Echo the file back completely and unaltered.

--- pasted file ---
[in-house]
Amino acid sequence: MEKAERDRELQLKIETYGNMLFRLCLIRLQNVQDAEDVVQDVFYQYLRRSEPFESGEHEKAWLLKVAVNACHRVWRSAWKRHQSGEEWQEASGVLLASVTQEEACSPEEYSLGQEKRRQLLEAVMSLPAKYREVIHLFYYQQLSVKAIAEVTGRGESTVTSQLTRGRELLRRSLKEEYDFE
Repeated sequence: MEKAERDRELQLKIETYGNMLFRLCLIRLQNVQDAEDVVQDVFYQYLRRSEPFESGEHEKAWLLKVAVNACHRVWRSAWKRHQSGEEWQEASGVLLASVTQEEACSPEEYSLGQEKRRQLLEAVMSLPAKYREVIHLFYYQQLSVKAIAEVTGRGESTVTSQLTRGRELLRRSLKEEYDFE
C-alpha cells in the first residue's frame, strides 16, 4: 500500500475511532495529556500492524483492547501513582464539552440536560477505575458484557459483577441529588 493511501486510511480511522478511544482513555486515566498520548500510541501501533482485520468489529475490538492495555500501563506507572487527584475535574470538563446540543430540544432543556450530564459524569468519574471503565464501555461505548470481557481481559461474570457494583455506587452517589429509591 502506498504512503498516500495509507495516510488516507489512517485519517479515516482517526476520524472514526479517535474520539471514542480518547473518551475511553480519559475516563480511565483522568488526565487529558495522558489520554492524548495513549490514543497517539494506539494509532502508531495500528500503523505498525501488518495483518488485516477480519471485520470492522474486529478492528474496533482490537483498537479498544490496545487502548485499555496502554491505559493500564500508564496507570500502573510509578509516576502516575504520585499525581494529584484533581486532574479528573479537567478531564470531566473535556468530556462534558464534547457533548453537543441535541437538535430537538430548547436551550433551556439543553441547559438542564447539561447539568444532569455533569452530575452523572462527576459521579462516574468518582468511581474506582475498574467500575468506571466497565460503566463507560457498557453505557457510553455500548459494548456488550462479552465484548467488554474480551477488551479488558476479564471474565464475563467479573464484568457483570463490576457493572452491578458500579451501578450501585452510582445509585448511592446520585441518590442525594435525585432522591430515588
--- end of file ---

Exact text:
[in-house]
Amino acid sequence: MEKAERDRELQLKIETYGNMLFRLCLIRLQNVQDAEDVVQDVFYQYLRRSEPFESGEHEKAWLLKVAVNACHRVWRSAWKRHQSGEEWQEASGVLLASVTQEEACSPEEYSLGQEKRRQLLEAVMSLPAKYREVIHLFYYQQLSVKAIAEVTGRGESTVTSQLTRGRELLRRSLKEEYDFE
Repeated sequence: MEKAERDRELQLKIETYGNMLFRLCLIRLQNVQDAEDVVQDVFYQYLRRSEPFESGEHEKAWLLKVAVNACHRVWRSAWKRHQSGEEWQEASGVLLASVTQEEACSPEEYSLGQEKRRQLLEAVMSLPAKYREVIHLFYYQQLSVKAIAEVTGRGESTVTSQLTRGRELLRRSLKEEYDFE
C-alpha cells in the first residue's frame, strides 16, 4: 500500500475511532495529556500492524483492547501513582464539552440536560477505575458484557459483577441529588 493511501486510511480511522478511544482513555486515566498520548500510541501501533482485520468489529475490538492495555500501563506507572487527584475535574470538563446540543430540544432543556450530564459524569468519574471503565464501555461505548470481557481481559461474570457494583455506587452517589429509591 502506498504512503498516500495509507495516510488516507489512517485519517479515516482517526476520524472514526479517535474520539471514542480518547473518551475511553480519559475516563480511565483522568488526565487529558495522558489520554492524548495513549490514543497517539494506539494509532502508531495500528500503523505498525501488518495483518488485516477480519471485520470492522474486529478492528474496533482490537483498537479498544490496545487502548485499555496502554491505559493500564500508564496507570500502573510509578509516576502516575504520585499525581494529584484533581486532574479528573479537567478531564470531566473535556468530556462534558464534547457533548453537543441535541437538535430537538430548547436551550433551556439543553441547559438542564447539561447539568444532569455533569452530575452523572462527576459521579462516574468518582468511581474506582475498574467500575468506571466497565460503566463507560457498557453505557457510553455500548459494548456488550462479552465484548467488554474480551477488551479488558476479564471474565464475563467479573464484568457483570463490576457493572452491578458500579451501578450501585452510582445509585448511592446520585441518590442525594435525585432522591430515588